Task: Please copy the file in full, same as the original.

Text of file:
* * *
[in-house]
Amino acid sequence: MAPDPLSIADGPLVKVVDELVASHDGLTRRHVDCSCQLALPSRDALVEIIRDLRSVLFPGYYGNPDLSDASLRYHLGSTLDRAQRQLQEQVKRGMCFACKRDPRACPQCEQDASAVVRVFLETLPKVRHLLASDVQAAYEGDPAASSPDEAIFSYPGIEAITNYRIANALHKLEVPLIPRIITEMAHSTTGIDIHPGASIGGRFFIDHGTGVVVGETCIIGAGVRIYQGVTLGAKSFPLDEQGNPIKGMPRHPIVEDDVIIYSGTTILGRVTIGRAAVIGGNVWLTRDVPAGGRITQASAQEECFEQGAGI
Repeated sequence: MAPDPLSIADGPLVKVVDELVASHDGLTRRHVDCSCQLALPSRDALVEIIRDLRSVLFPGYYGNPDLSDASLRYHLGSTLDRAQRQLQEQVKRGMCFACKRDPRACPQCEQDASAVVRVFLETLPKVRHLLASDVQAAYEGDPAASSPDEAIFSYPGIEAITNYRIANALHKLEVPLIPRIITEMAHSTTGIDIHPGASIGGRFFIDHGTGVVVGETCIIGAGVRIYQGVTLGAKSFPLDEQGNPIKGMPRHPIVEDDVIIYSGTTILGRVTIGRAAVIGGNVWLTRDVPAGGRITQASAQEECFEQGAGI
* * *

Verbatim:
[in-house]
Amino acid sequence: MAPDPLSIADGPLVKVVDELVASHDGLTRRHVDCSCQLALPSRDALVEIIRDLRSVLFPGYYGNPDLSDASLRYHLGSTLDRAQRQLQEQVKRGMCFACKRDPRACPQCEQDASAVVRVFLETLPKVRHLLASDVQAAYEGDPAASSPDEAIFSYPGIEAITNYRIANALHKLEVPLIPRIITEMAHSTTGIDIHPGASIGGRFFIDHGTGVVVGETCIIGAGVRIYQGVTLGAKSFPLDEQGNPIKGMPRHPIVEDDVIIYSGTTILGRVTIGRAAVIGGNVWLTRDVPAGGRITQASAQEECFEQGAGI
Repeated sequence: MAPDPLSIADGPLVKVVDELVASHDGLTRRHVDCSCQLALPSRDALVEIIRDLRSVLFPGYYGNPDLSDASLRYHLGSTLDRAQRQLQEQVKRGMCFACKRDPRACPQCEQDASAVVRVFLETLPKVRHLLASDVQAAYEGDPAASSPDEAIFSYPGIEAITNYRIANALHKLEVPLIPRIITEMAHSTTGIDIHPGASIGGRFFIDHGTGVVVGETCIIGAGVRIYQGVTLGAKSFPLDEQGNPIKGMPRHPIVEDDVIIYSGTTILGRVTIGRAAVIGGNVWLTRDVPAGGRITQASAQEECFEQGAGI